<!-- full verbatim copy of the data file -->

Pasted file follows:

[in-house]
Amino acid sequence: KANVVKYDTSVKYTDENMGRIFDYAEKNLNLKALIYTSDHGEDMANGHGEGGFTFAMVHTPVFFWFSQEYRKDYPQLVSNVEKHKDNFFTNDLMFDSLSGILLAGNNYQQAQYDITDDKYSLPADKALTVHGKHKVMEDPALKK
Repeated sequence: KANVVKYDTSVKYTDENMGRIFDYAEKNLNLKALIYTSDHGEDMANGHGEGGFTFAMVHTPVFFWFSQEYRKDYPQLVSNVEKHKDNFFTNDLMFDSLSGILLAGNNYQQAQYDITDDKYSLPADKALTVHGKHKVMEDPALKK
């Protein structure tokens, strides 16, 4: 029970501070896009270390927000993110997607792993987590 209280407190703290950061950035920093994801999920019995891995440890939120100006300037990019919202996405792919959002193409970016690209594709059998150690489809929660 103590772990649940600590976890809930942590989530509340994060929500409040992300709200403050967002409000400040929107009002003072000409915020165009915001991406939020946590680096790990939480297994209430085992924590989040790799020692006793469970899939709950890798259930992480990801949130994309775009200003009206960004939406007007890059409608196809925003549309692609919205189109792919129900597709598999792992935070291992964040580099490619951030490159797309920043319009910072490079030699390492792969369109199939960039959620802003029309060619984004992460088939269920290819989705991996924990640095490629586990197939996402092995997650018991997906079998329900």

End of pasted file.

[in-house]
Amino acid sequence: KANVVKYDTSVKYTDENMGRIFDYAEKNLNLKALIYTSDHGEDMANGHGEGGFTFAMVHTPVFFWFSQEYRKDYPQLVSNVEKHKDNFFTNDLMFDSLSGILLAGNNYQQAQYDITDDKYSLPADKALTVHGKHKVMEDPALKK
Repeated sequence: KANVVKYDTSVKYTDENMGRIFDYAEKNLNLKALIYTSDHGEDMANGHGEGGFTFAMVHTPVFFWFSQEYRKDYPQLVSNVEKHKDNFFTNDLMFDSLSGILLAGNNYQQAQYDITDDKYSLPADKALTVHGKHKVMEDPALKK
């Protein structure tokens, strides 16, 4: 029970501070896009270390927000993110997607792993987590 209280407190703290950061950035920093994801999920019995891995440890939120100006300037990019919202996405792919959002193409970016690209594709059998150690489809929660 103590772990649940600590976890809930942590989530509340994060929500409040992300709200403050967002409000400040929107009002003072000409915020165009915001991406939020946590680096790990939480297994209430085992924590989040790799020692006793469970899939709950890798259930992480990801949130994309775009200003009206960004939406007007890059409608196809925003549309692609919205189109792919129900597709598999792992935070291992964040580099490619951030490159797309920043319009910072490079030699390492792969369109199939960039959620802003029309060619984004992460088939269920290819989705991996924990640095490629586990197939996402092995997650018991997906079998329900």